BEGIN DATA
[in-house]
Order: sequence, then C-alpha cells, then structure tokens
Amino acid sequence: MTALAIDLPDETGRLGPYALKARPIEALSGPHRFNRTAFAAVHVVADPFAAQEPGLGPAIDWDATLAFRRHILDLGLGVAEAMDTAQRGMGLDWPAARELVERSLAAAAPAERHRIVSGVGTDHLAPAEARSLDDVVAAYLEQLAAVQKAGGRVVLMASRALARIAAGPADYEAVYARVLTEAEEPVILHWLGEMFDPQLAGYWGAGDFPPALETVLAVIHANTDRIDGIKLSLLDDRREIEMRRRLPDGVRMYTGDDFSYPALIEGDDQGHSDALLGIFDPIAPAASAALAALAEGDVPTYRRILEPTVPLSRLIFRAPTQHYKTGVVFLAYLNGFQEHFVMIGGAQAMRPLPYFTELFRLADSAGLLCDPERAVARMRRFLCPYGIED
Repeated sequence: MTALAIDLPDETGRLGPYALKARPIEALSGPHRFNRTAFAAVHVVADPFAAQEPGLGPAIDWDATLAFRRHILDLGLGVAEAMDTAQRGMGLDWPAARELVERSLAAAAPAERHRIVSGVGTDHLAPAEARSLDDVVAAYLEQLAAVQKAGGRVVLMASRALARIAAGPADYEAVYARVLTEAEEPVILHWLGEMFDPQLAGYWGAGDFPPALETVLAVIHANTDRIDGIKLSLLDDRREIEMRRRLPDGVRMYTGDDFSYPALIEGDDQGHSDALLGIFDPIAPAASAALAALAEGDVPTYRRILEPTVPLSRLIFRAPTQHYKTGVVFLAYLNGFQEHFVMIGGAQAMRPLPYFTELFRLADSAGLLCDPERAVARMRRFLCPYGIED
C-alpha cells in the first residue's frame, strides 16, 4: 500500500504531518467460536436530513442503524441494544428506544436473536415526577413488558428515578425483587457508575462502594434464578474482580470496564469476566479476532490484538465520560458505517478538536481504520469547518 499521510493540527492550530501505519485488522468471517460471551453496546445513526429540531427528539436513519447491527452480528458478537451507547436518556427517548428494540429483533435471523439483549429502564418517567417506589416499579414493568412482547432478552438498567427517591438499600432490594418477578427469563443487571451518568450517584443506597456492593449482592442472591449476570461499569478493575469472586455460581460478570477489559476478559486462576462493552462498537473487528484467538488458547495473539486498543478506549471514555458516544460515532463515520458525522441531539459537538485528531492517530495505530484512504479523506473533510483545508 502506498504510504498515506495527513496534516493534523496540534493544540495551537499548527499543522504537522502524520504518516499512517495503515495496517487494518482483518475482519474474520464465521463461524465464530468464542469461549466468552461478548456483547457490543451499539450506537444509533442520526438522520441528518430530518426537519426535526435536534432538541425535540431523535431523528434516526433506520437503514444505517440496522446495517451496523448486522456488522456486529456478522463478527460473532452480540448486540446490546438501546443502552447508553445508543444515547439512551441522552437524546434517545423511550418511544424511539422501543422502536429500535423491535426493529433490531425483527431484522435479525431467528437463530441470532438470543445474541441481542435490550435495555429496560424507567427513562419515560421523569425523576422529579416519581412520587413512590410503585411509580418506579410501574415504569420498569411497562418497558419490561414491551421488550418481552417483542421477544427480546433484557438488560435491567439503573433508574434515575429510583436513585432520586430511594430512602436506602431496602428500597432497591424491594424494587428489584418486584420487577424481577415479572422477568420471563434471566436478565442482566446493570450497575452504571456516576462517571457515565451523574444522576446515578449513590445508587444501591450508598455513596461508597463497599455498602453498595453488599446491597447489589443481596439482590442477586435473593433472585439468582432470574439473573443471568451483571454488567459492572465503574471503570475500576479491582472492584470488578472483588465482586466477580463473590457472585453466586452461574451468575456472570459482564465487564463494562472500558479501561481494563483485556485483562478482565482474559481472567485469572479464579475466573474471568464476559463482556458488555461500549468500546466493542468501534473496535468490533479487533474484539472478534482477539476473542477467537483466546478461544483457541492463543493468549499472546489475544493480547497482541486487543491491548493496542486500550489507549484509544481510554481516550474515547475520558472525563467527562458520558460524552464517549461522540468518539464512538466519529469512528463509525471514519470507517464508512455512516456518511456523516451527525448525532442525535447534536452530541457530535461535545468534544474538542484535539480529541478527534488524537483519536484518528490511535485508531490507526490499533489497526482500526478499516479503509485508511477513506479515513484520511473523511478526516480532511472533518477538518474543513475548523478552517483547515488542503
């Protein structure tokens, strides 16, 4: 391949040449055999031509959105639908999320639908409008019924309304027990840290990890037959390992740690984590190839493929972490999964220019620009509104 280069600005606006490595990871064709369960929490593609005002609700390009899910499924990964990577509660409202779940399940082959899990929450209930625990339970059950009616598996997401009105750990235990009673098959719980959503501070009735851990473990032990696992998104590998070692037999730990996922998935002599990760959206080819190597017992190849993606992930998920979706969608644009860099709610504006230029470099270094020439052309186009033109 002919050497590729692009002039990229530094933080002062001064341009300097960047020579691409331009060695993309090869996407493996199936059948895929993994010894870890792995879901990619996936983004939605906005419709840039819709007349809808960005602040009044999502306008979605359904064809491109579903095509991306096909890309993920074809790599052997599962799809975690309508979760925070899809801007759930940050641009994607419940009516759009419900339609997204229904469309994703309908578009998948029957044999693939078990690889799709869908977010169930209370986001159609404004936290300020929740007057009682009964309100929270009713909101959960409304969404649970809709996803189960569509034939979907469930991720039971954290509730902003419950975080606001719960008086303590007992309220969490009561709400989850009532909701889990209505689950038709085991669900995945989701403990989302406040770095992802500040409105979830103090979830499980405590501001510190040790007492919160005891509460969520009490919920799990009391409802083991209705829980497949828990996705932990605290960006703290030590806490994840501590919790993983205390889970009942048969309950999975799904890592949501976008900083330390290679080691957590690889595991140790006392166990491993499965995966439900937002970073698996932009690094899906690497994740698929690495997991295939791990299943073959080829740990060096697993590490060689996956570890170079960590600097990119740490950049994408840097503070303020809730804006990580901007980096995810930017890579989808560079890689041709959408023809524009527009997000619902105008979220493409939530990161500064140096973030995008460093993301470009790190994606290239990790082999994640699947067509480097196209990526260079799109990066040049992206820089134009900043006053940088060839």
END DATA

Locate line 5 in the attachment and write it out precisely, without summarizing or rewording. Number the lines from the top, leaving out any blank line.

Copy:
C-alpha cells in the first residue's frame, strides 16, 4: 500500500504531518467460536436530513442503524441494544428506544436473536415526577413488558428515578425483587457508575462502594434464578474482580470496564469476566479476532490484538465520560458505517478538536481504520469547518 499521510493540527492550530501505519485488522468471517460471551453496546445513526429540531427528539436513519447491527452480528458478537451507547436518556427517548428494540429483533435471523439483549429502564418517567417506589416499579414493568412482547432478552438498567427517591438499600432490594418477578427469563443487571451518568450517584443506597456492593449482592442472591449476570461499569478493575469472586455460581460478570477489559476478559486462576462493552462498537473487528484467538488458547495473539486498543478506549471514555458516544460515532463515520458525522441531539459537538485528531492517530495505530484512504479523506473533510483545508 502506498504510504498515506495527513496534516493534523496540534493544540495551537499548527499543522504537522502524520504518516499512517495503515495496517487494518482483518475482519474474520464465521463461524465464530468464542469461549466468552461478548456483547457490543451499539450506537444509533442520526438522520441528518430530518426537519426535526435536534432538541425535540431523535431523528434516526433506520437503514444505517440496522446495517451496523448486522456488522456486529456478522463478527460473532452480540448486540446490546438501546443502552447508553445508543444515547439512551441522552437524546434517545423511550418511544424511539422501543422502536429500535423491535426493529433490531425483527431484522435479525431467528437463530441470532438470543445474541441481542435490550435495555429496560424507567427513562419515560421523569425523576422529579416519581412520587413512590410503585411509580418506579410501574415504569420498569411497562418497558419490561414491551421488550418481552417483542421477544427480546433484557438488560435491567439503573433508574434515575429510583436513585432520586430511594430512602436506602431496602428500597432497591424491594424494587428489584418486584420487577424481577415479572422477568420471563434471566436478565442482566446493570450497575452504571456516576462517571457515565451523574444522576446515578449513590445508587444501591450508598455513596461508597463497599455498602453498595453488599446491597447489589443481596439482590442477586435473593433472585439468582432470574439473573443471568451483571454488567459492572465503574471503570475500576479491582472492584470488578472483588465482586466477580463473590457472585453466586452461574451468575456472570459482564465487564463494562472500558479501561481494563483485556485483562478482565482474559481472567485469572479464579475466573474471568464476559463482556458488555461500549468500546466493542468501534473496535468490533479487533474484539472478534482477539476473542477467537483466546478461544483457541492463543493468549499472546489475544493480547497482541486487543491491548493496542486500550489507549484509544481510554481516550474515547475520558472525563467527562458520558460524552464517549461522540468518539464512538466519529469512528463509525471514519470507517464508512455512516456518511456523516451527525448525532442525535447534536452530541457530535461535545468534544474538542484535539480529541478527534488524537483519536484518528490511535485508531490507526490499533489497526482500526478499516479503509485508511477513506479515513484520511473523511478526516480532511472533518477538518474543513475548523478552517483547515488542503